Text: S.Res.631 — 115th Congress (2017-2018)All Information (Except Text)

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Introduced in Senate (09/18/2018)


115th CONGRESS
2d Session
S. RES. 631


Recognizing the 50th anniversary of the Indian Civil Rights Act and voting rights for American Indian and Alaska Native communities across the country.


IN THE SENATE OF THE UNITED STATES

September 18, 2018

Ms. Klobuchar (for herself and Mr. Udall) submitted the following resolution; which was referred to the Committee on the Judiciary


RESOLUTION

Recognizing the 50th anniversary of the Indian Civil Rights Act and voting rights for American Indian and Alaska Native communities across the country.

    Whereas American Indians and Alaska Natives have historically been denied the right to vote;

    Whereas, after serving in World War II and returning home, many American Indian veterans were not able to vote;

    Whereas, on July 15, 1946, in Harrison v. Laveen, Chief Justice Levi S. Udall of the Arizona Supreme Court ruled that Maricopa County, Arizona, must allow Mohave-Apache Indians to register to vote, overruling decades of precedent in which the State of Arizona prohibited American Indians from voting;

    Whereas, in holding that American Indians were entitled to the franchise, Chief Justice Udall noted that, “[i]n a democracy suffrage is the most basic civil right, since its exercise is the chief means whereby other rights may be safeguarded. To deny the right to vote, where one is legally entitled to do so, is to do violence to the principles of freedom and equality.”;

    Whereas, in New Mexico in 1948, Miguel Trujillo, a Marine Corps veteran and Isleta Pueblo tribal member, was turned away from registering to vote because he was living on a reservation;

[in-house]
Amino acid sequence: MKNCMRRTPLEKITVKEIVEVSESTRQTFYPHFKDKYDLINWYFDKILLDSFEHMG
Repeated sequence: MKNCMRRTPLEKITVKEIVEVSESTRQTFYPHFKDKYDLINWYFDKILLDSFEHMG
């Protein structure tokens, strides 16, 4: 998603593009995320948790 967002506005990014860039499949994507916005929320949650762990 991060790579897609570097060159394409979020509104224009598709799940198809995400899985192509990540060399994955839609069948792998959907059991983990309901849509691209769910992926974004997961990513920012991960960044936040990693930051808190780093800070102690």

Whereas, in 1948, the United States District Court for the District of New Mexico struck down limitations in the State Constitution of New Mexico that prevented those who lived on reservations from voting;

    Whereas, prior to 1968, American Indians were not provided the same protections as other citizens under the United States Constitution;

    Whereas, in 1968, Congress passed the Indian Civil Rights Act “to ensure that the American Indian is afforded the broad constitutional rights secured to other Americans”;

    Whereas Alaska was the last State to enfranchise American Indian voters in 1970;

    Whereas, even though American Indians and Alaska Natives currently have the lawful right to vote across the United States, they continue to face barriers and obstacles to voting;

    Whereas some American Indians and Alaska Natives in Alaska, Arizona, Nevada, Minnesota, South Dakota, and other States may have to travel 50 to 400 miles to vote;

    Whereas the Native American vote continues to play a significant role in local, State, and national elections;

    Whereas, in States such as Alaska, New Mexico, Oklahoma, and South Dakota, American Indians and Alaska Natives comprise 10 percent or more of the voting-age population;

    Whereas American Indians and Alaska Natives serve in the United States military at a higher per capita rate than any other ethnic group; and

    Whereas American Indians and Alaska Natives are an important part of the history of the United States, and vibrant contributors to the social and political fabric of the United States: Now, therefore, be it

Resolved, That the Senate—

(1) honors the 50th anniversary of title II of the Civil Rights Act of 1968 (25 U.S.C. 1301 et seq.; commonly known as the “Indian Civil Rights Act of 1968”); and

(2) recognizes the important contributions of Native Americans to expanding voting rights for all citizens of the United States.